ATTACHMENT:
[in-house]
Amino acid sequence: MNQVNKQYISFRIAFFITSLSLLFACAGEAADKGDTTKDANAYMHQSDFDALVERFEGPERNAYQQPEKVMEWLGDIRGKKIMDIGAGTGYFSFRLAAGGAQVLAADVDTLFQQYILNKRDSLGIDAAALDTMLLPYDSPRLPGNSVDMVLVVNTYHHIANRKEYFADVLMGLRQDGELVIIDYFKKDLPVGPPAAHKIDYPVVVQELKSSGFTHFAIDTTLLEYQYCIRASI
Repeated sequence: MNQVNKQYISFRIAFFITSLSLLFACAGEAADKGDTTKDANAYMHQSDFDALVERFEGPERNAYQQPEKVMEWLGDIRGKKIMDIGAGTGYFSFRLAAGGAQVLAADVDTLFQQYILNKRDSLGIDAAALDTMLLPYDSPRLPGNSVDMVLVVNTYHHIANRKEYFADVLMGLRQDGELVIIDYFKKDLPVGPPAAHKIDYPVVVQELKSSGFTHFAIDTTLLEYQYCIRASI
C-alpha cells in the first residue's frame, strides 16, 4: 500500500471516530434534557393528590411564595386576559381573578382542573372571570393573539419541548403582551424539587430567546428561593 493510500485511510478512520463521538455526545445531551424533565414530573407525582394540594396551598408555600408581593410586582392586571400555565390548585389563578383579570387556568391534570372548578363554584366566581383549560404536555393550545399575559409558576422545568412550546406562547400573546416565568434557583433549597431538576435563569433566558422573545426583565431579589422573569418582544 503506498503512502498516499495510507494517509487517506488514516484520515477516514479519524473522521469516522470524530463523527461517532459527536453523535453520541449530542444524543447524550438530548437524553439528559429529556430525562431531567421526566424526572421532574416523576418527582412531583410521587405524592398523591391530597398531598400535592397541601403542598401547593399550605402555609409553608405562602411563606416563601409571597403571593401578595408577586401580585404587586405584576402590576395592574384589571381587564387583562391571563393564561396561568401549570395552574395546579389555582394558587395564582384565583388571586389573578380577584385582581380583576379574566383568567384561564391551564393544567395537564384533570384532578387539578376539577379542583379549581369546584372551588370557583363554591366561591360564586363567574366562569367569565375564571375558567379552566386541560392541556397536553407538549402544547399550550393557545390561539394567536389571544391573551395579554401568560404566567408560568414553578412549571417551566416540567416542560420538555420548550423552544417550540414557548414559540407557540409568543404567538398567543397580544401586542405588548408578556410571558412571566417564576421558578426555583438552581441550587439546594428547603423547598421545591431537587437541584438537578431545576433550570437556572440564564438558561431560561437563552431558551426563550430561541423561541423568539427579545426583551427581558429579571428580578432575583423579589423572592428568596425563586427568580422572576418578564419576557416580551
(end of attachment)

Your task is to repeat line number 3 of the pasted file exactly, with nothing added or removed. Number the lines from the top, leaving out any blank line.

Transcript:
Repeated sequence: MNQVNKQYISFRIAFFITSLSLLFACAGEAADKGDTTKDANAYMHQSDFDALVERFEGPERNAYQQPEKVMEWLGDIRGKKIMDIGAGTGYFSFRLAAGGAQVLAADVDTLFQQYILNKRDSLGIDAAALDTMLLPYDSPRLPGNSVDMVLVVNTYHHIANRKEYFADVLMGLRQDGELVIIDYFKKDLPVGPPAAHKIDYPVVVQELKSSGFTHFAIDTTLLEYQYCIRASI